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Mexican drug smugglers thought they were largely unnoticed as they calmly drove vans and cars packed with pure cocaine through the streets of U.S. cities, authorities say.

But agents using high-tech eavesdropping devices gathered evidence for eight months as part of a sweeping crackdown code-named "Operation Zorro II."Using that evidence, federal agents wrapped up more than 150 arrests on Thursday in an attempt to break up the coast-to-coast Mexican-Colombian cocaine smuggling ring.

"This investigation has driven a stake through the heart of one of the largest, most sophisticated organizations bringing vast quantities of cocaine into" the country, U.S. Attorney James B. Burns told a news conference.

The ring moved cocaine with a wholesale value of $100 million during the investigation, said Mike Horn, chief of special operations for the Drug Enforcement Administration.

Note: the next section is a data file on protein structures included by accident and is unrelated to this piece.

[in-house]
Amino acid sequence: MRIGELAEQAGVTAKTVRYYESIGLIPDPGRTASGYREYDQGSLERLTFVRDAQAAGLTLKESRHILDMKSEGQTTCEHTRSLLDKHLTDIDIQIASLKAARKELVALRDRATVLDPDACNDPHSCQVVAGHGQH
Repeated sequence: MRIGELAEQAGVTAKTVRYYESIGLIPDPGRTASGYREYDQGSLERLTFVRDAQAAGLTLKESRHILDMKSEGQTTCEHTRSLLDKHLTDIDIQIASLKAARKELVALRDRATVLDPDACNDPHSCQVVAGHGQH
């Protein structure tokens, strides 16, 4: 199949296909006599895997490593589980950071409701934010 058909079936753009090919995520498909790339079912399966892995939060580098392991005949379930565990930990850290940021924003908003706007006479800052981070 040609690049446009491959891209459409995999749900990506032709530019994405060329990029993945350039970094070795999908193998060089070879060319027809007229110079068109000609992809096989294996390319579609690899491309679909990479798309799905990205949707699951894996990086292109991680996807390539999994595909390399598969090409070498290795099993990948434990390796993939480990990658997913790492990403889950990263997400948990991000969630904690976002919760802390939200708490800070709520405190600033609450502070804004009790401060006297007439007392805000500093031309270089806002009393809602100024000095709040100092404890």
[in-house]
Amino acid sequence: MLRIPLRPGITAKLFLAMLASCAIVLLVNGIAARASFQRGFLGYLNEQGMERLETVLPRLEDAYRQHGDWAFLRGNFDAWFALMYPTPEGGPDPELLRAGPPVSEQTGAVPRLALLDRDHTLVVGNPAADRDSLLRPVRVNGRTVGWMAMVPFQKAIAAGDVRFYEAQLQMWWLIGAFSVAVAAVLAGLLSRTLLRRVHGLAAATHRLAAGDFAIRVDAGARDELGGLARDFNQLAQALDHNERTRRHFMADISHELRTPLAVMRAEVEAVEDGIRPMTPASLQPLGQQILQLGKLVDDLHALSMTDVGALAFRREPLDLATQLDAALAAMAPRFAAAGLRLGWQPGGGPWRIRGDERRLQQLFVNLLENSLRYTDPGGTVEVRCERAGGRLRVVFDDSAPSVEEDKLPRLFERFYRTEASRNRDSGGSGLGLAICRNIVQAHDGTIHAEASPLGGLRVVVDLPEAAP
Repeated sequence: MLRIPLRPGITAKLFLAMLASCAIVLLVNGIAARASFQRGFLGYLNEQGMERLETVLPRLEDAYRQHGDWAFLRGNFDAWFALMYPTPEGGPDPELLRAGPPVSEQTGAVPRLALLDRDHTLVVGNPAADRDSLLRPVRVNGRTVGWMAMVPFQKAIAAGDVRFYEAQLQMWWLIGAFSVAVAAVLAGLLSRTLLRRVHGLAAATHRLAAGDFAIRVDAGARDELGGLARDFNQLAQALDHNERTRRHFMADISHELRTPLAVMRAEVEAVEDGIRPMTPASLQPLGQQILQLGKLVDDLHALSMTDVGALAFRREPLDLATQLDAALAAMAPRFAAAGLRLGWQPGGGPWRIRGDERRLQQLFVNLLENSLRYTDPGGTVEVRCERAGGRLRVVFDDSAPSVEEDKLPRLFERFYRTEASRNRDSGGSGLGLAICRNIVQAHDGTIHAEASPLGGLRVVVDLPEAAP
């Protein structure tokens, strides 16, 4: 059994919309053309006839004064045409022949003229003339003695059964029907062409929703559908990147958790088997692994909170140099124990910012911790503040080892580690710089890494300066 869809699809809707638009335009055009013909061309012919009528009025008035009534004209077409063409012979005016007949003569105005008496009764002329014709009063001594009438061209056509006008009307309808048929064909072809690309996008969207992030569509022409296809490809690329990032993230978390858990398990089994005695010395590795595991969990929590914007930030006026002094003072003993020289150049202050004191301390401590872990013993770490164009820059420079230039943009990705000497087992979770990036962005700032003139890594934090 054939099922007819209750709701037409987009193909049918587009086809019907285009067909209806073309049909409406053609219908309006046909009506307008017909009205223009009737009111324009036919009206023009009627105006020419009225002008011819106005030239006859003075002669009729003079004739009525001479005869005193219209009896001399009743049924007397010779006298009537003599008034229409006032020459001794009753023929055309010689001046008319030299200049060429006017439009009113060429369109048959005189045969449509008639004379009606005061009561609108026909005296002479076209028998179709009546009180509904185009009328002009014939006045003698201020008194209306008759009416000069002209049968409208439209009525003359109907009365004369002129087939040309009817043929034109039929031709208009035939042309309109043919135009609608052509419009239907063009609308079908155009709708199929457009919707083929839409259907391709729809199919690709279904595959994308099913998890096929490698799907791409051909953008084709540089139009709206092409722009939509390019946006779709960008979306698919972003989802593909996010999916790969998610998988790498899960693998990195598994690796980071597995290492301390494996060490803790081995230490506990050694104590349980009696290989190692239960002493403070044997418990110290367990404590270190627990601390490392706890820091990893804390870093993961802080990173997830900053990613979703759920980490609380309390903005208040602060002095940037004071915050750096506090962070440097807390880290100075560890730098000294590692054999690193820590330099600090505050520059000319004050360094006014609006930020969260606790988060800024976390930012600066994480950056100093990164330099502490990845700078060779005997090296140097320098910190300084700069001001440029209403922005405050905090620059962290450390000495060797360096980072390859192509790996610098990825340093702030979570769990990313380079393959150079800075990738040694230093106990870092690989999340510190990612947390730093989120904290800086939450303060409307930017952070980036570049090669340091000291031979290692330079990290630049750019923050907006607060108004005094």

The drugs were stashed inside the trunks, wheel wells and other crannies of hundreds of trucks and cars that crossed the U.S.-Mexican border in California, Arizona and Texas, authorities said.

The cocaine was taken to stash houses of wholesalers in Los Angeles and later distributed to Colombian and Mexican dealers across the country, DEA agents said.

Arrests began in February, but their link to the overall investigation by 10 federal and 42 state and local law enforcement agencies was not disclosed until they were completed Thursday.

The operation was unveiled in Chicago and Washington, where it was praised by President Clinton as "another big victory in the fight against illegal drugs."

Federal officials said the operation was certain to curb shipments by the ring, based in Sinaloa, Mexico. But the vast profits produced by sales of cocaine on U.S. streets guarantee that other Mexican rings will keep the drug flowing in from Colombia, authorities said.

The ring got cocaine from the Cali Cartel and sold it to wholesalers in Los Angeles, Chicago, Philadelphia, Miami, New York, Newark, N.J., and Richmond, Va., as well as several Texas cities.

Twenty-nine people were charged Thursday and at least 15 of them were arrested.

Among those arrested were a New York City police officer and a New York National Guard sergeant. Federal agents said the two were drug couriers to Richmond and Miami, and street dealers in New York.